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Abstract Details

Interventions to Optimize Spinal Cord Perfusion in Patients with Acute Traumatic Spinal Cord Injury: An Updated Systematic Review
Neuro Trauma and Critical Care
P14 - Poster Session 14 (11:45 AM-12:45 PM)
1-004
Interventions that aim to optimize spinal cord perfusion are thought to play an important role in minimizing secondary ischemic damage and improving outcomes in patients with acute traumatic SCIs. However, exactly how to optimize spinal cord perfusion and enhance neurologic recovery remains controversial. 

To conduct a  systematic review to evaluate the effects of Mean Arterial Pressure (MAP) or Spinal Cord Perfusion Pressure (SCPP) support on neurological recovery and rates of adverse events among patients with acute traumatic spinal cord injury (SCI).

We searched PubMed/MEDLINE, EMBASE and ClinicalTrials.gov. Two reviewers independently screened articles, extracted data, and evaluated risk of bias. We implemented the GRADE approach to rate confidence in the quality of the evidence.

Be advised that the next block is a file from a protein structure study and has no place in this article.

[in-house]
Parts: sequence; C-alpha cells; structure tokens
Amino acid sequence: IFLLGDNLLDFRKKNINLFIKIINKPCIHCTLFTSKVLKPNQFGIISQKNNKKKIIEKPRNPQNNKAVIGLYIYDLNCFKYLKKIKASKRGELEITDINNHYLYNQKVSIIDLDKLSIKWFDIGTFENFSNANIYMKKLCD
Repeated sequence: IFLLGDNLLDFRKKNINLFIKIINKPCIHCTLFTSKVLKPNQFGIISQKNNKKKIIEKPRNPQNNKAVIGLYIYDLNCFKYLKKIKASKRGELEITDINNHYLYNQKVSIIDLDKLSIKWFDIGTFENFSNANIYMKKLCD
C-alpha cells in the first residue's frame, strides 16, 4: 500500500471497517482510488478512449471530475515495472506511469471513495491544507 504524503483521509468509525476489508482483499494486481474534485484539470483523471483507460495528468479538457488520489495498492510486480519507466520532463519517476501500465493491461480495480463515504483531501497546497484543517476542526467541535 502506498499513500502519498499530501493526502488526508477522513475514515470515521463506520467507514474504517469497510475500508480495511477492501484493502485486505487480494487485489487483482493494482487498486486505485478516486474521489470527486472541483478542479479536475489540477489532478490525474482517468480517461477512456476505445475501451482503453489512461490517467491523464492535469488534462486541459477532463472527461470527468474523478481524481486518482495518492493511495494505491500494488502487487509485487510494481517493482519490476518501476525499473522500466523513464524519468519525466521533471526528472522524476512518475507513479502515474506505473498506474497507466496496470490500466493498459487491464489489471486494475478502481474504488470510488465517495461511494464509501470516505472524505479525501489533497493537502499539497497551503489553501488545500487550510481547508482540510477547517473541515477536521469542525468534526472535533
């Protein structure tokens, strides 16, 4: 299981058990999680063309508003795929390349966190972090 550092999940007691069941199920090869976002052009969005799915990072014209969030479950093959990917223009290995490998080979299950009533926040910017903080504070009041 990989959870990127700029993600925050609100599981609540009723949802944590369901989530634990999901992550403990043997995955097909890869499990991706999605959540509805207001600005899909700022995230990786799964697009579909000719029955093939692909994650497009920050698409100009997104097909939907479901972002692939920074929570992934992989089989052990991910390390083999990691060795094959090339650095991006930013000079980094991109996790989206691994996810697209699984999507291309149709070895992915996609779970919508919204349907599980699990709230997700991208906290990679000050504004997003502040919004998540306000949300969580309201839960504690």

From 569 potentially relevant new citations since 2019, we identified 9 new studies for inclusion, which were combined with 19 studies from a prior review to give a total of 28 studies. According to low or very low quality evidence, the effect of MAP support on neurological recovery is uncertain, and increased SCPP may be associated with improved neurological recovery. Both approaches may involve risks for specific adverse events, but the severity of these events and their importance to patients remains unclear. Very low quality evidence failed to yield reliable guidance about particular monitoring techniques, perfusion ranges, pharmacological agents, or durations of treatment.

This update provides an evidence base to support the development of a new clinical practice guideline for the hemodynamic management of patients with acute traumatic SCI. While avoidance of hypotension and maintenance of spinal cord perfusion are important principles in the management of an acute SCI, the literature does not provide high quality evidence in support of a particular protocol. Further prospective, controlled research studies with objective validated outcome assessments are required to examine interventions to optimize spinal cord perfusion in this setting.

Authors/Disclosures
David Ethan Kahn, MD (NYU School of Medicine)
PRESENTER
An immediate family member of Dr. Kahn has received personal compensation for serving as an employee of Essai.
Lindsay Tetreault, MD, PhD (NYU Langone) Dr. Tetreault has nothing to disclose.